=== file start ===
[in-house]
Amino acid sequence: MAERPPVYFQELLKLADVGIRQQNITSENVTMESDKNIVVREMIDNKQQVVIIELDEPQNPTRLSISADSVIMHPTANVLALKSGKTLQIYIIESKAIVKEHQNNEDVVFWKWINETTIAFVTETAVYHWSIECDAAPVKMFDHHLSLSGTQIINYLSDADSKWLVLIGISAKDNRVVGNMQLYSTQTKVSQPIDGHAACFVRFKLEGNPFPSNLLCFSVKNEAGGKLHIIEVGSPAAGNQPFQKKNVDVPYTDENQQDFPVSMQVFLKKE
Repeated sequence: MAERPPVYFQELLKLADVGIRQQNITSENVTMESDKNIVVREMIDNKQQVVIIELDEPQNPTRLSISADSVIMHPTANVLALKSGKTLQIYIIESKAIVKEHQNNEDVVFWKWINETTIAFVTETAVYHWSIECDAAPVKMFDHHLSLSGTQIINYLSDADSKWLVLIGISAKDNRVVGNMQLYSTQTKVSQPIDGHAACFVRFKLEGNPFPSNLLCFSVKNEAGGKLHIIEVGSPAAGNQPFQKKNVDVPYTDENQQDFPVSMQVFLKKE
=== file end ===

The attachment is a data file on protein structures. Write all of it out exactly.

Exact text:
[in-house]
Amino acid sequence: MAERPPVYFQELLKLADVGIRQQNITSENVTMESDKNIVVREMIDNKQQVVIIELDEPQNPTRLSISADSVIMHPTANVLALKSGKTLQIYIIESKAIVKEHQNNEDVVFWKWINETTIAFVTETAVYHWSIECDAAPVKMFDHHLSLSGTQIINYLSDADSKWLVLIGISAKDNRVVGNMQLYSTQTKVSQPIDGHAACFVRFKLEGNPFPSNLLCFSVKNEAGGKLHIIEVGSPAAGNQPFQKKNVDVPYTDENQQDFPVSMQVFLKKE
Repeated sequence: MAERPPVYFQELLKLADVGIRQQNITSENVTMESDKNIVVREMIDNKQQVVIIELDEPQNPTRLSISADSVIMHPTANVLALKSGKTLQIYIIESKAIVKEHQNNEDVVFWKWINETTIAFVTETAVYHWSIECDAAPVKMFDHHLSLSGTQIINYLSDADSKWLVLIGISAKDNRVVGNMQLYSTQTKVSQPIDGHAACFVRFKLEGNPFPSNLLCFSVKNEAGGKLHIIEVGSPAAGNQPFQKKNVDVPYTDENQQDFPVSMQVFLKKE